I am asking this task force to work with Academic Affairs, Student Affairs, Athletics and others so we can build engagement with Moton, and our local history, into the experience of every Longwood student.

3. Conversations on Campus.

Last but not least, it is clear to me many in the Longwood community, particularly our students, will return this fall profoundly affected by recent national events. They are seeking space to converse, listen, process, heal, and develop plans for action. Some of that work has been taking place virtually, but there is no substitute for in-person conversations when we are back together. These conversations may be difficult. But as a training ground of citizen leaders, Longwood has a particular obligation to guide and facilitate them. I will ask the task force to recommend how best to structure this process. I believe with our culture of mutual respect and dialogue we can move forward productively.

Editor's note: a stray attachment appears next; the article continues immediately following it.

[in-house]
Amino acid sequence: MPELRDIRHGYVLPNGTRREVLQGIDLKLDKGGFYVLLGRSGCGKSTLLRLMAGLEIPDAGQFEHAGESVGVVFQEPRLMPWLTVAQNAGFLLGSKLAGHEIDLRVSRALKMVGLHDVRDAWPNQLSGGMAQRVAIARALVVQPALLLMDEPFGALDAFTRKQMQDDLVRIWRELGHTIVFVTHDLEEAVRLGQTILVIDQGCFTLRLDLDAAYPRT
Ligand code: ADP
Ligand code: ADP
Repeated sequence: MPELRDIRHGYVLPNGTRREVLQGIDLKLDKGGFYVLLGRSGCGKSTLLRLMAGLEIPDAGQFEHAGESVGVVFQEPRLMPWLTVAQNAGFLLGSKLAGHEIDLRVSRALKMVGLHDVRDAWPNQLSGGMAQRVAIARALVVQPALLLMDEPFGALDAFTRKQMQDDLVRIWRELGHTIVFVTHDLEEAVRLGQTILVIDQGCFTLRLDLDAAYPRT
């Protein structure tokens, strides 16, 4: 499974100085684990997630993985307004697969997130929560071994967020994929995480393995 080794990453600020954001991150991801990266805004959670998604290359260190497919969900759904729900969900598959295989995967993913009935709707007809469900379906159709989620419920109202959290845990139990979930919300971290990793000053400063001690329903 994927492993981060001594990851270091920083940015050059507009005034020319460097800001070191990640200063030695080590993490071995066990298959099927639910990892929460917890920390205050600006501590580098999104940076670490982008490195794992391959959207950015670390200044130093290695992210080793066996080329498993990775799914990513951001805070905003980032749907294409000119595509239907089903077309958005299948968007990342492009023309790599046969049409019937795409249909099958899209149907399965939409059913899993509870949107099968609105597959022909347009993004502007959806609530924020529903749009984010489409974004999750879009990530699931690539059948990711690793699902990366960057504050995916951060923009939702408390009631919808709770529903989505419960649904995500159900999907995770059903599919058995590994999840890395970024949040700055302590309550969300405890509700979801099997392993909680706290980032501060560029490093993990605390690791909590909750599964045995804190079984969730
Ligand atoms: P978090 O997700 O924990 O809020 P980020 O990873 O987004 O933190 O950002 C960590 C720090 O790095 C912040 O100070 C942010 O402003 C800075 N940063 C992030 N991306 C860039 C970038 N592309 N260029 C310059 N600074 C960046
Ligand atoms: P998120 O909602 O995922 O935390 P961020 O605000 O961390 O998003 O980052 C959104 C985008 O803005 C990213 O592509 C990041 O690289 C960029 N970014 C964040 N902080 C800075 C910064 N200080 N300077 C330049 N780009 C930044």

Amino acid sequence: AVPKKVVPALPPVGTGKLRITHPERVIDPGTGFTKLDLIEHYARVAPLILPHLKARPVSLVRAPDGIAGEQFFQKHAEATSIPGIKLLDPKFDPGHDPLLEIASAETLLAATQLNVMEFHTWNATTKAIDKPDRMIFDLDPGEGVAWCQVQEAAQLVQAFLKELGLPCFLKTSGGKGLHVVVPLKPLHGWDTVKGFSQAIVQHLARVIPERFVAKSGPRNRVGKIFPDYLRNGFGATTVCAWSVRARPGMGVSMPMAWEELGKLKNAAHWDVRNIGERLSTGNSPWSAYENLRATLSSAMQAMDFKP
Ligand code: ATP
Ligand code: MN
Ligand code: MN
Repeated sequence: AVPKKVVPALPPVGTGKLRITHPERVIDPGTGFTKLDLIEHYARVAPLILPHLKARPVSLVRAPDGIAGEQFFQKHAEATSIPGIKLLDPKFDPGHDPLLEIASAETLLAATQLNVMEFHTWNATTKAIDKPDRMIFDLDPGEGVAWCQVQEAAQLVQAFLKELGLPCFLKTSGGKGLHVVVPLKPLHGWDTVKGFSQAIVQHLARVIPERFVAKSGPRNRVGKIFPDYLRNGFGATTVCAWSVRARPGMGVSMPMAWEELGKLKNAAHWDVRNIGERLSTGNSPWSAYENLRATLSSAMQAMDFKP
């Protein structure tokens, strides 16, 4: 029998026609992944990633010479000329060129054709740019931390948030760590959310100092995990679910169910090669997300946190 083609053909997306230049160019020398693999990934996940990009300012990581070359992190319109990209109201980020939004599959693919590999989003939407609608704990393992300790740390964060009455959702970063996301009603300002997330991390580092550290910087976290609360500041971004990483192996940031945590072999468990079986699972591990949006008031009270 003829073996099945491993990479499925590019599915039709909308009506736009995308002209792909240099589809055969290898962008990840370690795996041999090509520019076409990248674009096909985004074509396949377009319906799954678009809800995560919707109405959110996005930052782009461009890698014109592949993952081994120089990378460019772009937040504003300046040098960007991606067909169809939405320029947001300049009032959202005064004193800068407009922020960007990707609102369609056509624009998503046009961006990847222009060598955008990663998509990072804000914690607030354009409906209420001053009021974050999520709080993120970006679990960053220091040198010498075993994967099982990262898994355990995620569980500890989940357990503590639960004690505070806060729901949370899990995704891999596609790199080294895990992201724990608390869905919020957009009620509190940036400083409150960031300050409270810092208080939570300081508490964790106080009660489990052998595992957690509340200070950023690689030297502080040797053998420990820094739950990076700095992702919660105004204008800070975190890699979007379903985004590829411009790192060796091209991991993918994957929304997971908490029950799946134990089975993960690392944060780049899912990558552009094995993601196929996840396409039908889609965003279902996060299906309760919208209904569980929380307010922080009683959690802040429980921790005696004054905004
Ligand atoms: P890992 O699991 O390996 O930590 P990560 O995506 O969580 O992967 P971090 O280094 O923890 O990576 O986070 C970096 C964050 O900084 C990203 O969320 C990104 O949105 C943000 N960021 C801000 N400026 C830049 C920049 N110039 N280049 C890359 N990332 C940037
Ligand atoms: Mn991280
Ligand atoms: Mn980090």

Longwood has changed over its history, and it must continue to change and strive to improve. Compared to a decade ago, twice the proportion of our students identify as black or African-American. Our proportion of students from all underrepresented minority groups has also grown significantly, and now stands at more than one-quarter.

With growing diversity comes welcome and appropriate energy pushing all of us to live up to Longwood’s ideals. We have made progress in terms of university leadership (especially our governing board) and some with faculty numbers --- but not nearly as much as I would like. Hard work remains. Still, I believe despite our diversity of backgrounds and ideas, our students, faculty and staff share common values: true collegiality, mutual respect and a desire to be active citizens making our community, and our country, better. These shared values equip us to navigate difficult challenges and conversations regarding our differences.

Again, the steps I am announcing today are by no means our only efforts in this regard. But I hope they will give some urgency and purpose to that work, focusing us on tangible goals where we can make progress, looking ahead to when we are back together again soon.

Thank you,

President Reveley